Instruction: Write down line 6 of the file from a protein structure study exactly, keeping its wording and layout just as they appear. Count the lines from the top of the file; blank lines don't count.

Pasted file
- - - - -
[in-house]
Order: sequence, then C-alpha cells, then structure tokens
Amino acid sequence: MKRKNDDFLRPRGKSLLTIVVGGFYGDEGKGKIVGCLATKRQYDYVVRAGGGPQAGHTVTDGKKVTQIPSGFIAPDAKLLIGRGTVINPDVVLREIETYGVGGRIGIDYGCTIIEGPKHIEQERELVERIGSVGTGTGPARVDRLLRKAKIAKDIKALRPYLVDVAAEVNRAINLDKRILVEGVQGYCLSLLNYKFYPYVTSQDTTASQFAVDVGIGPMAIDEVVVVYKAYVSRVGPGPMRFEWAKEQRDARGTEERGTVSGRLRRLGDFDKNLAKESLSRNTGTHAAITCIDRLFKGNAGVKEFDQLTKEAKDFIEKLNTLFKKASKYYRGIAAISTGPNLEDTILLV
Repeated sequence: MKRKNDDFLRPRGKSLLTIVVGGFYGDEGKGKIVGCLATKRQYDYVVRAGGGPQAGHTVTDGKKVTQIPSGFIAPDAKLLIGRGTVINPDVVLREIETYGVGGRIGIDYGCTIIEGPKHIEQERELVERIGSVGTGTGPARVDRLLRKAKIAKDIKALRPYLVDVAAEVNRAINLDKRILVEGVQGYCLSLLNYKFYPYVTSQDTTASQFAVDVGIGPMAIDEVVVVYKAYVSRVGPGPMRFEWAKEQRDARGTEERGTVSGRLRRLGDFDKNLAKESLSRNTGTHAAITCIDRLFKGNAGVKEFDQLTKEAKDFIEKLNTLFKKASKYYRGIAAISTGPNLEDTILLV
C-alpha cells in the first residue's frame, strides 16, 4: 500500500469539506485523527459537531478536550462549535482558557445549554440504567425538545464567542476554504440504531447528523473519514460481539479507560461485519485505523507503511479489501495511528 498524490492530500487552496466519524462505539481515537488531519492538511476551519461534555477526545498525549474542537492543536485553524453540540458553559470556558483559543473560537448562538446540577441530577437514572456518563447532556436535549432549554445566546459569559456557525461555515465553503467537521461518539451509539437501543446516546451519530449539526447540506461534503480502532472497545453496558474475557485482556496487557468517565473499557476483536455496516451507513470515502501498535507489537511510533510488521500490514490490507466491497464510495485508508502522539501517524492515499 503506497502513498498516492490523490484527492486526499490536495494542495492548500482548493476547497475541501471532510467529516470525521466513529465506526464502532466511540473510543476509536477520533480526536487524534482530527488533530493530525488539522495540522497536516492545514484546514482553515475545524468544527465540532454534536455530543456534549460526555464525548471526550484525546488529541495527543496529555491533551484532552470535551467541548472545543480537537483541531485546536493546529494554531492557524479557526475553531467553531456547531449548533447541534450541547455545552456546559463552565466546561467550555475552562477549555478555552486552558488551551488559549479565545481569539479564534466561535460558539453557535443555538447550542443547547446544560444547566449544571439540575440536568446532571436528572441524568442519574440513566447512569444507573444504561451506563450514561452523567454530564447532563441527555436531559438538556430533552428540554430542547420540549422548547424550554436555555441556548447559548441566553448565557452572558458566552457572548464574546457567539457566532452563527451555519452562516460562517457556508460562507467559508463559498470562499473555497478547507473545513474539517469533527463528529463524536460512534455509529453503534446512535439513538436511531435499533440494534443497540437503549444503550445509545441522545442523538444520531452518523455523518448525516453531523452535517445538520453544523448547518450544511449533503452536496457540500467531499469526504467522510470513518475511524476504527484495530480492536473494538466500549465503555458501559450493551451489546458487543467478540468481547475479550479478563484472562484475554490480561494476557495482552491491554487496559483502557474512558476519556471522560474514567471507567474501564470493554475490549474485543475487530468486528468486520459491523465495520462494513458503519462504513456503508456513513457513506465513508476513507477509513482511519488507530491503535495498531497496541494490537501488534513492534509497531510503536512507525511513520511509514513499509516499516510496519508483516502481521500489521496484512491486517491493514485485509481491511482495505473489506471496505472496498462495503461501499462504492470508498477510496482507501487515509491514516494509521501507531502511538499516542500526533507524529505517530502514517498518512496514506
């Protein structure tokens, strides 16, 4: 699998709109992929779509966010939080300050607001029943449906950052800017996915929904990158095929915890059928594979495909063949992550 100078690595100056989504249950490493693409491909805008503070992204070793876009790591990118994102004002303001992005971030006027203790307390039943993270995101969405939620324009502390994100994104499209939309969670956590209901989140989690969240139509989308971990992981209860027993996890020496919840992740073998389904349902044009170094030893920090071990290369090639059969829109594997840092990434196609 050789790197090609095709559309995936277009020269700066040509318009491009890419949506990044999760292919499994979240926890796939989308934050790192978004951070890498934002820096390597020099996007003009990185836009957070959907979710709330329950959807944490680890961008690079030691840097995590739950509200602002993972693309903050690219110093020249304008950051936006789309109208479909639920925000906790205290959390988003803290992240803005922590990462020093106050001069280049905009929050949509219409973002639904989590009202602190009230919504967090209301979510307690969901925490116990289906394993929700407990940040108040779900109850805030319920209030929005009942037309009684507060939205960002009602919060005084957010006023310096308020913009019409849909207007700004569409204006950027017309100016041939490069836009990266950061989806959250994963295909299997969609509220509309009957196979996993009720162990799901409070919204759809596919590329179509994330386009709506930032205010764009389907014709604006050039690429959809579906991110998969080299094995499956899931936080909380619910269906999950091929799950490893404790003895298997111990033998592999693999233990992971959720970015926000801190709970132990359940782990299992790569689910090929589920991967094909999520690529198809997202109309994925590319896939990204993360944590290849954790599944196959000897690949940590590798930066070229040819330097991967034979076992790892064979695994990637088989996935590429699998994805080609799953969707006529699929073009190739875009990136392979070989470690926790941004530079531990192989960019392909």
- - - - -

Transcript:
């Protein structure tokens, strides 16, 4: 699998709109992929779509966010939080300050607001029943449906950052800017996915929904990158095929915890059928594979495909063949992550 100078690595100056989504249950490493693409491909805008503070992204070793876009790591990118994102004002303001992005971030006027203790307390039943993270995101969405939620324009502390994100994104499209939309969670956590209901989140989690969240139509989308971990992981209860027993996890020496919840992740073998389904349902044009170094030893920090071990290369090639059969829109594997840092990434196609 050789790197090609095709559309995936277009020269700066040509318009491009890419949506990044999760292919499994979240926890796939989308934050790192978004951070890498934002820096390597020099996007003009990185836009957070959907979710709330329950959807944490680890961008690079030691840097995590739950509200602002993972693309903050690219110093020249304008950051936006789309109208479909639920925000906790205290959390988003803290992240803005922590990462020093106050001069280049905009929050949509219409973002639904989590009202602190009230919504967090209301979510307690969901925490116990289906394993929700407990940040108040779900109850805030319920209030929005009942037309009684507060939205960002009602919060005084957010006023310096308020913009019409849909207007700004569409204006950027017309100016041939490069836009990266950061989806959250994963295909299997969609509220509309009957196979996993009720162990799901409070919204759809596919590329179509994330386009709506930032205010764009389907014709604006050039690429959809579906991110998969080299094995499956899931936080909380619910269906999950091929799950490893404790003895298997111990033998592999693999233990992971959720970015926000801190709970132990359940782990299992790569689910090929589920991967094909999520690529198809997202109309994925590319896939990204993360944590290849954790599944196959000897690949940590590798930066070229040819330097991967034979076992790892064979695994990637088989996935590429699998994805080609799953969707006529699929073009190739875009990136392979070989470690926790941004530079531990192989960019392909």